Abstract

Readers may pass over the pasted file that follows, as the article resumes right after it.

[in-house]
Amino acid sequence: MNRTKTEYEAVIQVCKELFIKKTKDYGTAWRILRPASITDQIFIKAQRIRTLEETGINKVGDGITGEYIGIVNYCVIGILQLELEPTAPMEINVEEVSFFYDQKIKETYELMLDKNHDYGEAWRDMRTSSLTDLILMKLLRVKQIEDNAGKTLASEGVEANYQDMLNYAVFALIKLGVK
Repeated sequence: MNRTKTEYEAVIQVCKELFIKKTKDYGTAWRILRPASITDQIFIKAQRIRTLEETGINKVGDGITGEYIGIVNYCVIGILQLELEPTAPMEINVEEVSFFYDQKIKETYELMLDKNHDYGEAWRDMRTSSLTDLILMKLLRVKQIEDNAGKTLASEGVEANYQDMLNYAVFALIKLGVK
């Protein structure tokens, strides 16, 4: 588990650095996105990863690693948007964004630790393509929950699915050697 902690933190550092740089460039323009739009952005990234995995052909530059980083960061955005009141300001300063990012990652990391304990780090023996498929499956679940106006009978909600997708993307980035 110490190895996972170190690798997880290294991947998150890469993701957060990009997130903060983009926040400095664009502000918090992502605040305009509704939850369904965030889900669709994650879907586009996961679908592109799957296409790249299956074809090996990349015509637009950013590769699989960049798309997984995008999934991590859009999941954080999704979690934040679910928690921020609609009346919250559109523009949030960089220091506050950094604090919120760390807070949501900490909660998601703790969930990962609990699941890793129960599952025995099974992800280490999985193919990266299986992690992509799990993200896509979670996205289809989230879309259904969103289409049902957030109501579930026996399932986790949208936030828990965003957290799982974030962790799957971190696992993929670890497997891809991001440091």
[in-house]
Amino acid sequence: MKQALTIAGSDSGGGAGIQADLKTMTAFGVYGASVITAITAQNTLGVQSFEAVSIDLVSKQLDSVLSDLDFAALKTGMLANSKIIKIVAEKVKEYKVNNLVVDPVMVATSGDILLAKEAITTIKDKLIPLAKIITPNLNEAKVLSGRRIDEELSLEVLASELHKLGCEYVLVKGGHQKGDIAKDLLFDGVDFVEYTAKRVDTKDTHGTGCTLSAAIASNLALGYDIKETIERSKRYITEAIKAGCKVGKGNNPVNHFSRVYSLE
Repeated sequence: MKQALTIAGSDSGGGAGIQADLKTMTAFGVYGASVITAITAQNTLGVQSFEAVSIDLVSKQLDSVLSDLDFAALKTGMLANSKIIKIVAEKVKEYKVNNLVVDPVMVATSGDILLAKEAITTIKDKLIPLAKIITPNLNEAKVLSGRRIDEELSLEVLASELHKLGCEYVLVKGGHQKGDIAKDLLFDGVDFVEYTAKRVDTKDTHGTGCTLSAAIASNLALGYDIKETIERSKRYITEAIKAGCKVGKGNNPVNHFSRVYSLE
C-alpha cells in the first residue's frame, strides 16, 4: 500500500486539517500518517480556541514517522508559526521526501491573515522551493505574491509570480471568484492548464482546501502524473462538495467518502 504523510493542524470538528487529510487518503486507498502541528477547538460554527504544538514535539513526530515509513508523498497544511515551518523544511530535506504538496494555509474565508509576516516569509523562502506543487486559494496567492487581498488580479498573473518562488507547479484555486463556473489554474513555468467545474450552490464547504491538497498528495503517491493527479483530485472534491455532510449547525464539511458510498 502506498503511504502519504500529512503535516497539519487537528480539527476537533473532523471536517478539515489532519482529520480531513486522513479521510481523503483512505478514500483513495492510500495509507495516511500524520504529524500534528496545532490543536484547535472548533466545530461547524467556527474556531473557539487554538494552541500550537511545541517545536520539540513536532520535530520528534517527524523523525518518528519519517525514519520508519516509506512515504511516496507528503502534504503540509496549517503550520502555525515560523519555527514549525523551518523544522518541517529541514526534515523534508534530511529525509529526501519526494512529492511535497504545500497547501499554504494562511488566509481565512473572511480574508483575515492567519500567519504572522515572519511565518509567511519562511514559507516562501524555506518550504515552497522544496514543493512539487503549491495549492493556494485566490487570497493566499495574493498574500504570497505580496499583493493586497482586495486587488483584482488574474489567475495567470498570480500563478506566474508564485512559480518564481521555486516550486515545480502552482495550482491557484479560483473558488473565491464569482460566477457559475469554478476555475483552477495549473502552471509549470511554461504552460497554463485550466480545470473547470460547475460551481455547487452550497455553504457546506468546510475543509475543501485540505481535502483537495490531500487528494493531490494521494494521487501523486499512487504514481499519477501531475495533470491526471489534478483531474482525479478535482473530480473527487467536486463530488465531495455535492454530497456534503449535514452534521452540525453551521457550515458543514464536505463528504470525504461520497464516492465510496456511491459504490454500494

Multiple myeloma was diagnosed in six residents of Thief River Falls, Minn. in 1968 (a rate of 84/100,000). A survey of the normal population for monoclonal serum protein peaks was undertaken in 1969. Serum from 1200 residents of the city, who were 50 yr of age or older, was collected. Fifteen (1.25%) had monoclonal serum protein peaks: IgG in 11, IgA in one, and IgM in three, with kappa in 11 and lambda in four. No clinical, laboratory, or roentgenographic evidence of myeloma or macroglobulinemia was found in any of the patients. The incidence of monoclonal serum protein peaks is similar to that reported from Sweden. It was concluded that there was no significant increase in monoclonal proteins in the population of Thief River Falls. The 1968 socalled epidemic of multiple myeloma in Thief River Falls remains unexplained.

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